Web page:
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Ex-Carillion chiefs to be grilled by MP inquiry

The former bosses of Carillion will be questioned by MPs as part of a parliamentary inquiry into the failed contractor.

Six of the failed firm’s top executives have been summoned to appear, including former chief executive Richard Howson (pictured), ex-chairman Philip Green and interim CEO at the time of its collapse Keith Cochrane.

Ex-finance directors Richard Adam, Emma Mercer and Zafar Khan will also be quizzed by a panel of MPs, with the sessions taking place in just under two weeks’ time on Tuesday 6 February.

The inquiry is a joint effort from the Department for Work and Pensions and the Department for Business, Energy and Industrial Strategy.

The two departments intend to probe Carillion’s collapse with a focus on the “mountain of debt, potential job losses in the thousands, a giant pension deficit and hundreds of millions of pounds of unfinished public contracts with vast ongoing costs to the UK taxpayer”.

The inquiry will involve members of the DWP and BEIS select committees.

Work and pensions select committee chair Frank Field said: “The particularly nasty twist in this now grimly familiar tale is the mountain of debt and giant pension deficit this public services contractor leaves in the wreckage of its collapse – with an accompanying massive hit to the public purse.”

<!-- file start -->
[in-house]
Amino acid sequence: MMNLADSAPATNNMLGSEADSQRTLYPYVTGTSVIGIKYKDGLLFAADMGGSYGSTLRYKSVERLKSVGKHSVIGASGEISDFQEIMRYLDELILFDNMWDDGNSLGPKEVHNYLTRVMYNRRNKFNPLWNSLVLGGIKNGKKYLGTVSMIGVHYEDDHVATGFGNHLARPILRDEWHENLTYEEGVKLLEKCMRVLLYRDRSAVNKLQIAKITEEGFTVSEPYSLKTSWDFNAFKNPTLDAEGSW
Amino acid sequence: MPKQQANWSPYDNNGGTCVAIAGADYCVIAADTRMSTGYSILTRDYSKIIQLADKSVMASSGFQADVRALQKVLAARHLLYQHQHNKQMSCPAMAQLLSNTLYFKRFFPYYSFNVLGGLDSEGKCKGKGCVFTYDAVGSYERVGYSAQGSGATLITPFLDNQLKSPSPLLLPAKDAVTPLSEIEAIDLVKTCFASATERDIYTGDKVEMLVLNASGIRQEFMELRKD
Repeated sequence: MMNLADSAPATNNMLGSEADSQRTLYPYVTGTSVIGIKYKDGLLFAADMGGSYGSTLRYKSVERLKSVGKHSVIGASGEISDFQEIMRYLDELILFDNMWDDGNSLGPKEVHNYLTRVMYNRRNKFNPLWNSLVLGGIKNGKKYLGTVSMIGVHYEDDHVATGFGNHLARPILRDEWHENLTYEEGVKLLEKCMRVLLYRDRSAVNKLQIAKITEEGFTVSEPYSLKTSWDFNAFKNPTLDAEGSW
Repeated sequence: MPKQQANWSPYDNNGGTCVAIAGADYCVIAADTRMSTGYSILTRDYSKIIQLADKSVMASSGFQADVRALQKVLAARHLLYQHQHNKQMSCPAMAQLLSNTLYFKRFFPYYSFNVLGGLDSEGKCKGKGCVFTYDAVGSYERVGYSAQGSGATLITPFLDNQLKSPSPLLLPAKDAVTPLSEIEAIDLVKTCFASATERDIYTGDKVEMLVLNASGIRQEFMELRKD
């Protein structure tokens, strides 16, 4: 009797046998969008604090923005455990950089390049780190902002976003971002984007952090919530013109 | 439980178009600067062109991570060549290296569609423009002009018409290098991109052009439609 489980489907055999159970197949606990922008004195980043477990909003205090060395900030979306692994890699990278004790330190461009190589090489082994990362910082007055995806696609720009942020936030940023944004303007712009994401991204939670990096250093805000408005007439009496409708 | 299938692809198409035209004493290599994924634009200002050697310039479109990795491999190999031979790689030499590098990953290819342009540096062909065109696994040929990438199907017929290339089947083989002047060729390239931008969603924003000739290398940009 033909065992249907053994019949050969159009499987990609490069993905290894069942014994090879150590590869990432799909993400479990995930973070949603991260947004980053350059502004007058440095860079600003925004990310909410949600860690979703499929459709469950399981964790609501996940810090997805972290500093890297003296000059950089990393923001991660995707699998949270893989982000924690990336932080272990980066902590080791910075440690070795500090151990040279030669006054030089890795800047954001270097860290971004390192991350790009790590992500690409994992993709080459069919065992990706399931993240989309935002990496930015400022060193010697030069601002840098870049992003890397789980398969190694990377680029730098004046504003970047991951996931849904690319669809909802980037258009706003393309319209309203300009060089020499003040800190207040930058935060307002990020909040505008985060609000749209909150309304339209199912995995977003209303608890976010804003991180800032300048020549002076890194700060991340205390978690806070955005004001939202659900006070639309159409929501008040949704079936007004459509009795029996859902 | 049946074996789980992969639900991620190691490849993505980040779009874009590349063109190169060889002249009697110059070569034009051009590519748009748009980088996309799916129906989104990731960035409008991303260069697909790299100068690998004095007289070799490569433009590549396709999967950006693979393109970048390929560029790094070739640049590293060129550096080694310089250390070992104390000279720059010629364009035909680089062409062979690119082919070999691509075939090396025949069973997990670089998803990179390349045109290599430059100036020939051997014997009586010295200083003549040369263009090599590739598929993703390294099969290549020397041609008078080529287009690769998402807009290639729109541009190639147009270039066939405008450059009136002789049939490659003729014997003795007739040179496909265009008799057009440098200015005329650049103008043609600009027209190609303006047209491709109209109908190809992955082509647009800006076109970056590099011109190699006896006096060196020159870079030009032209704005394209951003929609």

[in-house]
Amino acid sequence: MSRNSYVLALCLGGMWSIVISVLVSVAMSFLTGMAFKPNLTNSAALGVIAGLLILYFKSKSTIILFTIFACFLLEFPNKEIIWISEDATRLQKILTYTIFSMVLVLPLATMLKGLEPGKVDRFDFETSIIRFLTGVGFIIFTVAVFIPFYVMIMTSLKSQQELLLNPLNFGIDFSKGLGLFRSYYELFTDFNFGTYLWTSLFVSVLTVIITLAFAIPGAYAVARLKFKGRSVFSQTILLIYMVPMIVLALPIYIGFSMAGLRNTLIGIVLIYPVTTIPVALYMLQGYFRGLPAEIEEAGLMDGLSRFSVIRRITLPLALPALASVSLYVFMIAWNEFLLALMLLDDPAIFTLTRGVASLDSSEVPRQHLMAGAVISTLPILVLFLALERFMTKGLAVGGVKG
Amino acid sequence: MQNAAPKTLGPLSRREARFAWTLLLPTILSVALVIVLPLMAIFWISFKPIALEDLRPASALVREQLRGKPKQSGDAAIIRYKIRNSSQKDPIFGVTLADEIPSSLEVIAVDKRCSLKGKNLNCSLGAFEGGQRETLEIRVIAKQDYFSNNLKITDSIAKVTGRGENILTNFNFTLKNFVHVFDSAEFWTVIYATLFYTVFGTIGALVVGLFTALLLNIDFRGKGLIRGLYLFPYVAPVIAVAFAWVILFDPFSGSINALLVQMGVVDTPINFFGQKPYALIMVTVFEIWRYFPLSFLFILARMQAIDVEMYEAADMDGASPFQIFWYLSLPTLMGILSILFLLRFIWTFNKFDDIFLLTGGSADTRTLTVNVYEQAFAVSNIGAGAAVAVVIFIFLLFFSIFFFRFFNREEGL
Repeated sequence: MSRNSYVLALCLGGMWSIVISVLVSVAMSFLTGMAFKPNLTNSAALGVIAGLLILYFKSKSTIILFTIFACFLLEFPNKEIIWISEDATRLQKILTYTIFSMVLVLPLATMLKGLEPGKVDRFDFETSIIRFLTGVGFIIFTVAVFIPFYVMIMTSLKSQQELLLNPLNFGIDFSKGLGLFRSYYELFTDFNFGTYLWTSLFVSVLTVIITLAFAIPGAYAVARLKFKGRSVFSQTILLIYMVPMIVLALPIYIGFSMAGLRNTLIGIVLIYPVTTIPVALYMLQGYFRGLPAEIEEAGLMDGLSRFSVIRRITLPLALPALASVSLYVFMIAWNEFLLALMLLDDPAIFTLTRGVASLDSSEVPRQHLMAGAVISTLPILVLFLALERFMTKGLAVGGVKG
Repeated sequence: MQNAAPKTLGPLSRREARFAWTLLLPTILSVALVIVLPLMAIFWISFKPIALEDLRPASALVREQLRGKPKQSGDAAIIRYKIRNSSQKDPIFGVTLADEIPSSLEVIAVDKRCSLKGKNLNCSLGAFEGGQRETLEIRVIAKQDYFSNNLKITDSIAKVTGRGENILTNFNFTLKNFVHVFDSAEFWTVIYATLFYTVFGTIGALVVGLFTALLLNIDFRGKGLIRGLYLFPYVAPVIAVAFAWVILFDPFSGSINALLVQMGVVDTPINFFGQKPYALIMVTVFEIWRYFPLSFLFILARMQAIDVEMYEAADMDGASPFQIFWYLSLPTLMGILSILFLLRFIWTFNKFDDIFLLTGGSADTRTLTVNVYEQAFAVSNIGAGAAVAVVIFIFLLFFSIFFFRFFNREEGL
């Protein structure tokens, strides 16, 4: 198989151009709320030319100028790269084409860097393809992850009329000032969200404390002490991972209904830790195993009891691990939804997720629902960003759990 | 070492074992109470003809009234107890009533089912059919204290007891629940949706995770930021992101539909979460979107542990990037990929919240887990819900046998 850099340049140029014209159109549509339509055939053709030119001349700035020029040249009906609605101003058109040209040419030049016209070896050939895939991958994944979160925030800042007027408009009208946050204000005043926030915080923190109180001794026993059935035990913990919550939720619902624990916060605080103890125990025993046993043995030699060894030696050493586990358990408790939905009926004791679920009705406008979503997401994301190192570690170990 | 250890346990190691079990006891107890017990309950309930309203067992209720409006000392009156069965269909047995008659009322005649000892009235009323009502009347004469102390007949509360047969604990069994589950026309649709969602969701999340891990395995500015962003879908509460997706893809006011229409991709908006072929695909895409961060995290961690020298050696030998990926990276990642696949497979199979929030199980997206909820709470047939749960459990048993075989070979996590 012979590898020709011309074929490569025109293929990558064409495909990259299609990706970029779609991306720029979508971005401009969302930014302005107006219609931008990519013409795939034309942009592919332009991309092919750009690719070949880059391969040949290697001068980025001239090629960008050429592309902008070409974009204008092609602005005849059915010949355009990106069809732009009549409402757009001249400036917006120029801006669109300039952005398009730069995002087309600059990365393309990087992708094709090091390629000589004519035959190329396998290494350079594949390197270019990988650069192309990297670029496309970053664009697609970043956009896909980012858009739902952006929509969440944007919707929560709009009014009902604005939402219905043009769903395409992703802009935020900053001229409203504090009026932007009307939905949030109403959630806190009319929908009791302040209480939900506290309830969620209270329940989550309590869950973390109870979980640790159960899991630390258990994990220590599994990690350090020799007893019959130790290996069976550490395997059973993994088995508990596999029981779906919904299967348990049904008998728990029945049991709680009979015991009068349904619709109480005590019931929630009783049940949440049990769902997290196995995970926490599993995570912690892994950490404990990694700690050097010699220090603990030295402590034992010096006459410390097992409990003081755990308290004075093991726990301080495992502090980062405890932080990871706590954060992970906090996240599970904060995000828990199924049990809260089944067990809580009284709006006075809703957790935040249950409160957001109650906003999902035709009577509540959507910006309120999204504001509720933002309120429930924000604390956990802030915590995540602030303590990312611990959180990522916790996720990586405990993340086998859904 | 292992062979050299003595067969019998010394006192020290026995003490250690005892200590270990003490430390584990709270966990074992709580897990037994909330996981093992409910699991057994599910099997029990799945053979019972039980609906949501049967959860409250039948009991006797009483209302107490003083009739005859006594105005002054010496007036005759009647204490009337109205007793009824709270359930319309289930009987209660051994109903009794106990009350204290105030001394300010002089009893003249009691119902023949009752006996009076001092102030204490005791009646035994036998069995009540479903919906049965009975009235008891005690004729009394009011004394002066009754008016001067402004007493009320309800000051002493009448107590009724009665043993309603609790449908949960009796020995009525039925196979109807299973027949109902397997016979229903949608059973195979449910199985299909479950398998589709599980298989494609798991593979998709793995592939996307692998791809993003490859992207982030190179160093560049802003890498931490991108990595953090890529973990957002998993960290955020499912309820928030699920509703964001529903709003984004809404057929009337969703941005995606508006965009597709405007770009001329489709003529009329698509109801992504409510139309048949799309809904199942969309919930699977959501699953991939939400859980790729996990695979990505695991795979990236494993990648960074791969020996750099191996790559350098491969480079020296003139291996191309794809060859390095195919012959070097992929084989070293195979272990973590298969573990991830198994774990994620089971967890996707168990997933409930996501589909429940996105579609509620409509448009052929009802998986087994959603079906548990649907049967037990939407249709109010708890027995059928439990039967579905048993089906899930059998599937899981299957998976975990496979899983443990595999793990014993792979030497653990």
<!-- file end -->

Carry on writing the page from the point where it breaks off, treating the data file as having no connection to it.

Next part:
Business, energy and industrial strategy select committee chair Rachel Reeves said: “In the wake of the BHS scandal, Carillion has the hallmarks of another corporate governance failure with directors asleep at the wheel while the business went off a cliff, in this case leaving jobs, pensions and public services under threat and a host of suppliers out of pocket.

“How is it that so many warning signs were ignored by the company and the government?

“What were the Carillion board and senior management doing to address the spiralling problems at the company?

“Why are the regulatory bodies stepping in only after Carillion’s collapse?

“As a committee we will also want to explore the executive pay arrangements at Carillion, the potential cost to the taxpayer of the insolvency, and the role of both directors and non-executive directors in the company’s collapse.”

Last week, business secretary Greg Clark intervened to fast-track an investigation into Carillion’s directors following its collapse.

It was also announced by the Insolvency Service that bonuses and severance payments to Carillion directors had been stopped.

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